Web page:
Number of ones: 104,859,067 104,859,067 104,859,067
Theoretical   : 104,857,600

Method: Biased with 1/8 efficiency, SIMD=intrinsics
Gbps/s: 2.094 2.094 2.095 [Gb/s]
Number of ones: 104,859,067 104,859,067 104,859,067
Theoretical   : 104,857,600

The simple fixed point method achieves 0.25 Gb/s, while the naive scalar method is 3x faster, and the naive SIMD method is 8x faster. There might be ways to optimize and/or parallelize the arithmetic decoding method further, but due to its complexity I have decided to stop here and choose the naive SIMD implementation.

Thank you all for the help.

share|improve this question
Maybe you could read 200*n/8 bytes from random device and then draw vector of samples with skewed distribution from it. This would result in just one call to random device, but n computations of sum of bits. – where_is_tftp Mar 4 at 11:56
You're using arithmetic coding backwards: You are encoding (compressing), not decompressing. So turn your tables around: In the p = 1/4 case, if your first random bit is 1 you can already output biased 00 (if you see a 0 you have to wait), and so on. As @MarkDickinson's benchmark shows, for p = 0.1 you can get more than two output bits per input bit. – alexis Mar 5 at 11:27
I think I swapped the probability of 0 and 1; but hope you see what I mean. – alexis Mar 5 at 11:40
one tiny change would turn that psuedocode into Python. – cat Mar 5 at 14:50
Would any of the close-voters care to elaborate? I don't see how this is too broad or primarily opinion-based. – m69 Mar 5 at 16:47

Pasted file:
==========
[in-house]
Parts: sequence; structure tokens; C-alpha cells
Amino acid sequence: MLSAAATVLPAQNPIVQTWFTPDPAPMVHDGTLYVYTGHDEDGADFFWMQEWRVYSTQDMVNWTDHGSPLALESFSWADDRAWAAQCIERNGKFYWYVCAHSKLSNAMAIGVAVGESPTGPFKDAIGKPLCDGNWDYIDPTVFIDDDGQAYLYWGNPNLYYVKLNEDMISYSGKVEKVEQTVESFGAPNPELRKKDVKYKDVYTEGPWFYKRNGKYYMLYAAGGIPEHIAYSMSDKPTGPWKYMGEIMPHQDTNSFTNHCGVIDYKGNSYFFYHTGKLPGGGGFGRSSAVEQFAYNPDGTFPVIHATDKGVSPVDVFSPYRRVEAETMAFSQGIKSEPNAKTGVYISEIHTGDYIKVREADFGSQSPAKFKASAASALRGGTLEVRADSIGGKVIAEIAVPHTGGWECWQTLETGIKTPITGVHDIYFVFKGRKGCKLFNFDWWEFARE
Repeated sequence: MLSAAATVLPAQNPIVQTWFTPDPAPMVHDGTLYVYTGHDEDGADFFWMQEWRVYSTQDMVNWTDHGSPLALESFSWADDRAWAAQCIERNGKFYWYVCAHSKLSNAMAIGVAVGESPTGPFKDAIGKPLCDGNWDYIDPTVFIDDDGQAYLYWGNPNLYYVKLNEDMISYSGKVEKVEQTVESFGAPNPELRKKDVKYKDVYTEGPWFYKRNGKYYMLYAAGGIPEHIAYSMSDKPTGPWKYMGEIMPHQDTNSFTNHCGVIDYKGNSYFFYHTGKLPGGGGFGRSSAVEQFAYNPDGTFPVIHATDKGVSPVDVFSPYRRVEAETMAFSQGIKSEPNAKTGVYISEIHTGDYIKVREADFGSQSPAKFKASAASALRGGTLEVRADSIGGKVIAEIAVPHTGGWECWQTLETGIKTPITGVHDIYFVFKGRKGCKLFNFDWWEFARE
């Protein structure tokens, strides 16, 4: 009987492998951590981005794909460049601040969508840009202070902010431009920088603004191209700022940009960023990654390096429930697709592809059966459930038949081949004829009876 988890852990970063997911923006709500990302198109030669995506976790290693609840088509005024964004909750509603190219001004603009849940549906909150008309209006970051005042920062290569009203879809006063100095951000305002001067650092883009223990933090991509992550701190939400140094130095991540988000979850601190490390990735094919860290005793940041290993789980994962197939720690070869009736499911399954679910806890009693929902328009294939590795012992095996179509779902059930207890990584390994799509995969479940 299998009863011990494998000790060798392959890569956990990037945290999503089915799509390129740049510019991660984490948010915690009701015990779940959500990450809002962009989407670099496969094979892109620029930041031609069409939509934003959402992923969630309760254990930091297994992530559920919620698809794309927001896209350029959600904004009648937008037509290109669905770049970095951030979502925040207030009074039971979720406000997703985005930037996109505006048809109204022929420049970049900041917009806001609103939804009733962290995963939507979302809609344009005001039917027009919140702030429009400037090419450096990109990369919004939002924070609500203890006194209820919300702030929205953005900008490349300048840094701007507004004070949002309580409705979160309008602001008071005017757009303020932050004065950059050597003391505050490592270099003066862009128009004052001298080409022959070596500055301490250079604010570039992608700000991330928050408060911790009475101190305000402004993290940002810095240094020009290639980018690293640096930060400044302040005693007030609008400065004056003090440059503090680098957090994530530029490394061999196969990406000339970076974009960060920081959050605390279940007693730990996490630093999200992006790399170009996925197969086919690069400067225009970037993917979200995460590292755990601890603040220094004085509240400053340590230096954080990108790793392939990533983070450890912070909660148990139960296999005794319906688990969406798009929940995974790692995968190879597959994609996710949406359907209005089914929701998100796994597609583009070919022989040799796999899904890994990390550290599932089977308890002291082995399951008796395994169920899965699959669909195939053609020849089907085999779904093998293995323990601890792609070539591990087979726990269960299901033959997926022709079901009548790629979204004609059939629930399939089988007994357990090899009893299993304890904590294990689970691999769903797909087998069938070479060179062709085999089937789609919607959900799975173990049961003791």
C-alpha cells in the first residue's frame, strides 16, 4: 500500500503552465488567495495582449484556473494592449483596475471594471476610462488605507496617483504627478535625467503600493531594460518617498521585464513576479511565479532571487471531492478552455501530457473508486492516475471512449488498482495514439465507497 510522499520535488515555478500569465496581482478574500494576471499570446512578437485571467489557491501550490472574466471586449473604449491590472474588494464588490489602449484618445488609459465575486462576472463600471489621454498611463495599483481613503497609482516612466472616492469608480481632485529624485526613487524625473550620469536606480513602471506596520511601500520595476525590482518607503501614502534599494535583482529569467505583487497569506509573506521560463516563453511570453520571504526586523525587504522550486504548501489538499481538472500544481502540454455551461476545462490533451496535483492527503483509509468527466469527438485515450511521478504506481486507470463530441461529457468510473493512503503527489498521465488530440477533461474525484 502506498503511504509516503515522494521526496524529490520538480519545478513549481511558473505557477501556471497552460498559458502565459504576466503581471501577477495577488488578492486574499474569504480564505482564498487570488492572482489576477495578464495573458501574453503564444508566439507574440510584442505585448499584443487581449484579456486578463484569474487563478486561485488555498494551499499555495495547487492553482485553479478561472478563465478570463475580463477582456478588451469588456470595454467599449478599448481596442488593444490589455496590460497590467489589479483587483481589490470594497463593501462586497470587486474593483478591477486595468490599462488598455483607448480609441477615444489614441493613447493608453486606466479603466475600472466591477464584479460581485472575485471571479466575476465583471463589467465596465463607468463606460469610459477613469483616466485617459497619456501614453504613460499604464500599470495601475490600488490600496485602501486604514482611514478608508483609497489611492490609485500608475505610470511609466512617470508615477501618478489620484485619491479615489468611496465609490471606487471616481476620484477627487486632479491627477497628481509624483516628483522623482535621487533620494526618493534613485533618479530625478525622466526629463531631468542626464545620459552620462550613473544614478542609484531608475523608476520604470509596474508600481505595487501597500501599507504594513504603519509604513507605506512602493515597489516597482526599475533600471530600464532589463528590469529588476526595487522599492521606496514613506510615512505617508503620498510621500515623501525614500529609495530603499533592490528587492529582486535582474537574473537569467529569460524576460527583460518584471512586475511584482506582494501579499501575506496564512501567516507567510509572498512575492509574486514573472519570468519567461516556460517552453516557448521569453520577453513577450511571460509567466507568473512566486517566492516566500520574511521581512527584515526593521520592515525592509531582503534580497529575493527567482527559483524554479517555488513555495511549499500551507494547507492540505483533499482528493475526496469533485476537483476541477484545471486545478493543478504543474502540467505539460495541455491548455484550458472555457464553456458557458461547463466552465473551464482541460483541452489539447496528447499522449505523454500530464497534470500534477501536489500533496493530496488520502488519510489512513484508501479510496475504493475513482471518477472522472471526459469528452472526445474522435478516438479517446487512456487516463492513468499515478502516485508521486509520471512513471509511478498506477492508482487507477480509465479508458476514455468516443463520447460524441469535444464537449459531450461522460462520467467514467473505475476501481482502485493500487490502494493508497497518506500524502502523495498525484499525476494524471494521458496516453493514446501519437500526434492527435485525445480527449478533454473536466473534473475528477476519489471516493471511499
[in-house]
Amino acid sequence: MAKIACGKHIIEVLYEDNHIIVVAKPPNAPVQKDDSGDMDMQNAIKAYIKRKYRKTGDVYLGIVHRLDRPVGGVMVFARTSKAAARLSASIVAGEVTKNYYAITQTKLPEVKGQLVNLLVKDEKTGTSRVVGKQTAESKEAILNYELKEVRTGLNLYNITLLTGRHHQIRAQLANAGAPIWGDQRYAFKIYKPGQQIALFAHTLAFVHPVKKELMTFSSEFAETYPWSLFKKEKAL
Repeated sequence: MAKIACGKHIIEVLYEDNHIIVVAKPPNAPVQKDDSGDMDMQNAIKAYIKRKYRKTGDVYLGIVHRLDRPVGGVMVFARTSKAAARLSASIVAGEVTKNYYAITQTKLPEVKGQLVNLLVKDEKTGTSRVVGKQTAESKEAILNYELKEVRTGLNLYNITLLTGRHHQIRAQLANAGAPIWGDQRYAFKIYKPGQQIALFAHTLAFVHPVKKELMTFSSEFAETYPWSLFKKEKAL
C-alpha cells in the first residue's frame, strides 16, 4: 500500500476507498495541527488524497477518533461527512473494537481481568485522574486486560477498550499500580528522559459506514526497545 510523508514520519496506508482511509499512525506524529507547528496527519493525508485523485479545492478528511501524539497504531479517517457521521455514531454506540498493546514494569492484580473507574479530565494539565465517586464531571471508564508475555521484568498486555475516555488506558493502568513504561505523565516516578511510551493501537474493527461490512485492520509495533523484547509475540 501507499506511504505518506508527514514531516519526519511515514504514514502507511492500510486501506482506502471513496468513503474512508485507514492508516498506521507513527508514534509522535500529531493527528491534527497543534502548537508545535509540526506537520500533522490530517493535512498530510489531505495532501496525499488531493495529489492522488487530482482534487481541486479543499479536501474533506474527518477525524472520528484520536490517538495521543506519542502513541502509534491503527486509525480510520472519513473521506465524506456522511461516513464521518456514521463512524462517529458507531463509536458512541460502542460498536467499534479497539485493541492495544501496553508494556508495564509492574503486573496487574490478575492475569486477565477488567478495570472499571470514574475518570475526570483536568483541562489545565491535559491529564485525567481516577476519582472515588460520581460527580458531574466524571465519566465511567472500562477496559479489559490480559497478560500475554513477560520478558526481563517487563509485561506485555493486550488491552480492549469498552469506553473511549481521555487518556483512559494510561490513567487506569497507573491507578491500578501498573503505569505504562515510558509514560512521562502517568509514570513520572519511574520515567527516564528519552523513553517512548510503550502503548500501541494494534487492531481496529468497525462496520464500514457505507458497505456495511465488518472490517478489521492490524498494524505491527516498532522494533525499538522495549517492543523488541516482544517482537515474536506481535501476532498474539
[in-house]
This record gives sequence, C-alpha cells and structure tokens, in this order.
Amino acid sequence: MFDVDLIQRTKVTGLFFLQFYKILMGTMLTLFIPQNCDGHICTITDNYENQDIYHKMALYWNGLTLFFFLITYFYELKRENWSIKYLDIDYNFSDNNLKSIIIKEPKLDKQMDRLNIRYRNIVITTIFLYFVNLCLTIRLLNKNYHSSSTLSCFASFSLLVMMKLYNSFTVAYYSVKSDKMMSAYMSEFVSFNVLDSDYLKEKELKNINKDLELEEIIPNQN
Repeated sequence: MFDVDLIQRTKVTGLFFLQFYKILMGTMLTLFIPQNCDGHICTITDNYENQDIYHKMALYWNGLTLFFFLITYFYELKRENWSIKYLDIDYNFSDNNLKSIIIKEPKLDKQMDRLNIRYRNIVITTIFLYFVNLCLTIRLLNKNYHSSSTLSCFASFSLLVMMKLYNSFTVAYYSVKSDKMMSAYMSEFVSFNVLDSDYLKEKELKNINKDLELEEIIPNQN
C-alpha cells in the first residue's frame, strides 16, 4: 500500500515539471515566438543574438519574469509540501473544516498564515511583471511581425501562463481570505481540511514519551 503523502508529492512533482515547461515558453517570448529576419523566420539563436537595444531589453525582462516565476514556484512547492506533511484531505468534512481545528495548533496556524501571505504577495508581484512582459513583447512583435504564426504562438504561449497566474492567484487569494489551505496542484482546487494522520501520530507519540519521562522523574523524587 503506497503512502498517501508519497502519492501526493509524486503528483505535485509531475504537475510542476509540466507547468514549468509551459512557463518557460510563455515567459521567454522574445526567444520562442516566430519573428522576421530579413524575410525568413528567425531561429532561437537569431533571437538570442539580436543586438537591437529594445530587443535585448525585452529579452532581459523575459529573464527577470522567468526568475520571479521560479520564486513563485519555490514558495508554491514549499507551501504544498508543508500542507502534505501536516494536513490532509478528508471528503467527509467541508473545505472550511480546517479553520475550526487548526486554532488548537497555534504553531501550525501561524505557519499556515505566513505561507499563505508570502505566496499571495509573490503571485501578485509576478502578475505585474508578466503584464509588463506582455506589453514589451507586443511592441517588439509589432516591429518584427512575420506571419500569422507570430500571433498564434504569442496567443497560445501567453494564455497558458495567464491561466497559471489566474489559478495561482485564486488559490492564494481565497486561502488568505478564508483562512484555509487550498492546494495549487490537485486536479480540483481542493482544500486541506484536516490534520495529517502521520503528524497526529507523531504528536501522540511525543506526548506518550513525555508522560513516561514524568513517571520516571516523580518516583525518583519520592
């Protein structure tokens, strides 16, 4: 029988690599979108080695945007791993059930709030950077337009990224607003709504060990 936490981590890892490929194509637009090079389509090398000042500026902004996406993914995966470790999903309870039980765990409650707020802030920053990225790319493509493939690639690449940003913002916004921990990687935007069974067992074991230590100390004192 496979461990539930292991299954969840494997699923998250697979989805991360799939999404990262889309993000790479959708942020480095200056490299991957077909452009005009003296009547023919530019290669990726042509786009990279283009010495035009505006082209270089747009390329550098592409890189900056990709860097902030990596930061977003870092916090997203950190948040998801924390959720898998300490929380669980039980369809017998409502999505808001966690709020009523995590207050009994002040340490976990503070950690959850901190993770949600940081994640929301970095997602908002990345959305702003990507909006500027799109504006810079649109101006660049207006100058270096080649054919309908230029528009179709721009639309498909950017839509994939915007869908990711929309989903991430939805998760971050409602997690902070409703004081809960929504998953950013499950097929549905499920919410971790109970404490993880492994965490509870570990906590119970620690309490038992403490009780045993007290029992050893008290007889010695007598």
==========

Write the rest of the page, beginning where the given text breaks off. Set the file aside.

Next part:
10 Answers 10

up vote 22 down vote accepted

If you're prepared to approximate p based on 256 possible values, and you have a PRNG which can generate uniform values in which the individual bits are independent of each other, then you can use vectorized comparison to produce multiple biased bits from a single random number.

That's only worth doing if (1) you worry about random number quality and (2) you are likely to need a large number of bits with the same bias. The second requirement seems to be implied by the original question, which criticizes a proposed solution, as follows: "A deficiency of this solution is that it can generate only 8 bits at once, even that with a lot of work, while an unbiased PRNG can generate 64 at once with just a few arithmetic instructions." Here, the implication seems to be that it is useful to generate a large block of biased bits in a single call.

Random-number quality is a difficult subject. It's hard if not impossible to measure, and therefore different people will propose different metrics which emphasize and/or devalue different aspects of "randomness". It is generally possible to trade off speed of random-number generation for lower "quality"; whether this is worth doing depends on your precise application.

The simplest possible tests of random number quality involve the distribution of individual values and the cycle length of the generator. Standard implementations of the C library rand and Posix random functions will typically pass the distribution test, but the cycle lengths are not adequate for long-running applications.

These generators are typically extremely fast, though: the glibc implementation of random requires only a few cycles, while the classic linear congruential generator (LCG) requires a multiply and an addition. (Or, in the case of the glibc implementation, three of the above to generate 31 bits.) If that's sufficient for your quality requirements, then there is little point trying to optimize, particularly if the bias probability changes frequently.

Bear in mind that the cycle length should be a lot longer than the number of samples expected; ideally, it should be greater than the square of that number, so a linear-congruential generator (LCG) with a cycle length of 231 is not appropriate if you expect to generate gigabytes of random data. Even the Gnu trinomial nonlinear additive-feedback generator, whose cycle length is claimed to be approximately 235, shouldn't be used in applications which will require millions of samples.